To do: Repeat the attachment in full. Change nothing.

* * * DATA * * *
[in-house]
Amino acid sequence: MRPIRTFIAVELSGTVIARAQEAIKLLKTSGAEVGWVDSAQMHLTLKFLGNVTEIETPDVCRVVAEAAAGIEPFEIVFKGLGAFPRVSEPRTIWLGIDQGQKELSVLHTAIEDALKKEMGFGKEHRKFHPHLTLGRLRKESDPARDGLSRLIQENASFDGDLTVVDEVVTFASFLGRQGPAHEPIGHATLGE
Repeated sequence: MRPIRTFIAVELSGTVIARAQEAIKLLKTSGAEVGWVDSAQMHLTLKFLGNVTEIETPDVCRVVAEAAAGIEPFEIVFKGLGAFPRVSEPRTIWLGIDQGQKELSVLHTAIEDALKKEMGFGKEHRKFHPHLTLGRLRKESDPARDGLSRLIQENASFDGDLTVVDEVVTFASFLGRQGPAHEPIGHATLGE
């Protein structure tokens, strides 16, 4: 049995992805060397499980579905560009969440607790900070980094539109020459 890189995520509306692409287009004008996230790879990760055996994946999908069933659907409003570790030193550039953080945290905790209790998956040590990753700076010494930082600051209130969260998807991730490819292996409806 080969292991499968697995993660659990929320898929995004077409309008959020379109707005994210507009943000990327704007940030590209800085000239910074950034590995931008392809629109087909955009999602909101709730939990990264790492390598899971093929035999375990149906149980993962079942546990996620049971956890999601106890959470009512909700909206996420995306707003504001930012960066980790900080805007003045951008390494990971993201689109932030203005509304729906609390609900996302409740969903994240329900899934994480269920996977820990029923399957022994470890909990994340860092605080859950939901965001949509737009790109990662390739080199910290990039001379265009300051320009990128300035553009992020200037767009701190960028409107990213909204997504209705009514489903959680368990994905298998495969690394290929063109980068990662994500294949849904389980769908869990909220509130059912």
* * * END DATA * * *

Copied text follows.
[in-house]
Amino acid sequence: MRPIRTFIAVELSGTVIARAQEAIKLLKTSGAEVGWVDSAQMHLTLKFLGNVTEIETPDVCRVVAEAAAGIEPFEIVFKGLGAFPRVSEPRTIWLGIDQGQKELSVLHTAIEDALKKEMGFGKEHRKFHPHLTLGRLRKESDPARDGLSRLIQENASFDGDLTVVDEVVTFASFLGRQGPAHEPIGHATLGE
Repeated sequence: MRPIRTFIAVELSGTVIARAQEAIKLLKTSGAEVGWVDSAQMHLTLKFLGNVTEIETPDVCRVVAEAAAGIEPFEIVFKGLGAFPRVSEPRTIWLGIDQGQKELSVLHTAIEDALKKEMGFGKEHRKFHPHLTLGRLRKESDPARDGLSRLIQENASFDGDLTVVDEVVTFASFLGRQGPAHEPIGHATLGE
């Protein structure tokens, strides 16, 4: 049995992805060397499980579905560009969440607790900070980094539109020459 890189995520509306692409287009004008996230790879990760055996994946999908069933659907409003570790030193550039953080945290905790209790998956040590990753700076010494930082600051209130969260998807991730490819292996409806 080969292991499968697995993660659990929320898929995004077409309008959020379109707005994210507009943000990327704007940030590209800085000239910074950034590995931008392809629109087909955009999602909101709730939990990264790492390598899971093929035999375990149906149980993962079942546990996620049971956890999601106890959470009512909700909206996420995306707003504001930012960066980790900080805007003045951008390494990971993201689109932030203005509304729906609390609900996302409740969903994240329900899934994480269920996977820990029923399957022994470890909990994340860092605080859950939901965001949509737009790109990662390739080199910290990039001379265009300051320009990128300035553009992020200037767009701190960028409107990213909204997504209705009514489903959680368990994905298998495969690394290929063109980068990662994500294949849904389980769908869990909220509130059912």